As you can see from the above, it can be a time-consuming job, requiring diligence and hard work to get it right. If you are wondering whether to choose strata management or self-managed strata for your property, you should only choose self-managed strata if you are confident your owners corporation can complete the above tasks successfully.

2. The pros of self-managing your strata property

Lower fees: The most significant benefit is reduced costs for all owners. If you are not paying for strata management, it means fewer expenses for the owners corporation to pay.

Revenue: Most strata management providers include an additional charge for administrative tasks. In a self-managed strata property, this could provide potential income and go back to the owners corporation.

Faster resolution of issues: A common committee member complaint is how long it takes to resolve issues. A self-managed strata property’s committee may be able to resolve issues faster.

Efficient management: Self-management means you know everything about what needs to be done and are familiar with how things work. You can make quick decisions and eliminate some teps.

More control: Taking out the management layer gives ultimate control back to the committee and owners, who can then make their own decisions.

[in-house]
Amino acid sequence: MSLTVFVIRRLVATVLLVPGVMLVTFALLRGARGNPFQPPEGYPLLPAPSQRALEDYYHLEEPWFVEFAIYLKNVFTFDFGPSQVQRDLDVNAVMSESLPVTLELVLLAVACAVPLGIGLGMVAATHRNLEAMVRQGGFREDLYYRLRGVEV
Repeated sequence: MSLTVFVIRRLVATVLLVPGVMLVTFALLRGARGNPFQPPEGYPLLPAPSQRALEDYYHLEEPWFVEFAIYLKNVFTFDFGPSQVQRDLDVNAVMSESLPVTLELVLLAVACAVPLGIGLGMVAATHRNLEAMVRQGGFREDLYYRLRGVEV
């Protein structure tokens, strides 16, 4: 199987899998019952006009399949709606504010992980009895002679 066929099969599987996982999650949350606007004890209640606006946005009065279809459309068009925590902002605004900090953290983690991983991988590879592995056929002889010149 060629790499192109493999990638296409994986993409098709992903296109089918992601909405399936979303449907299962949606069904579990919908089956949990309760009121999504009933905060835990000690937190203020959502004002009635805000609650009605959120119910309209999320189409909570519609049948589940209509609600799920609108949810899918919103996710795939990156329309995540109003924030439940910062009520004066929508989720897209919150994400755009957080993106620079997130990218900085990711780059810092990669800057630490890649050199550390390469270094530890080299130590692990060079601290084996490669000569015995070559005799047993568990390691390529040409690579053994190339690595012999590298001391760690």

3. The benefits of engaging professional strata management

If you’re trying to decide if strata management or self-managed strata is better for your property, it’s essential to consider whether you can deal with these common self-managed strata cons without the help of professionals:

  • Disputes Strata management agents are industry professionals who understand complicated legislation and regulations. If there’s a dispute, they can advise on the best course of action. If that legal advice is taken away, it could expose the owners corporation to risk.


  • Administration. There’s a lot of time-consuming work in managing records and setting up legally recognised templates. There could also be questions the answer to which only someone working in the industry would know.


  • Liability. The committee is liable for tasks completed incorrectly in terms of legalities. Some legislative requirements may be missed due to a lack of industry knowledge.


  • Levy increases. The emphasis on keeping fees low or static can be misleading. Levies go up or down depending on current circumstances. Self-managed properties could end up with surprise levy increases, a disgruntled owners corporation and a destabilised financial position. This may be less likely with strata management.


  • Lack of continuity. Owners come and go, and in a self-managed strata property, the owner could also be the strata property record keeper. A lack of consistency can cause problems further down the track.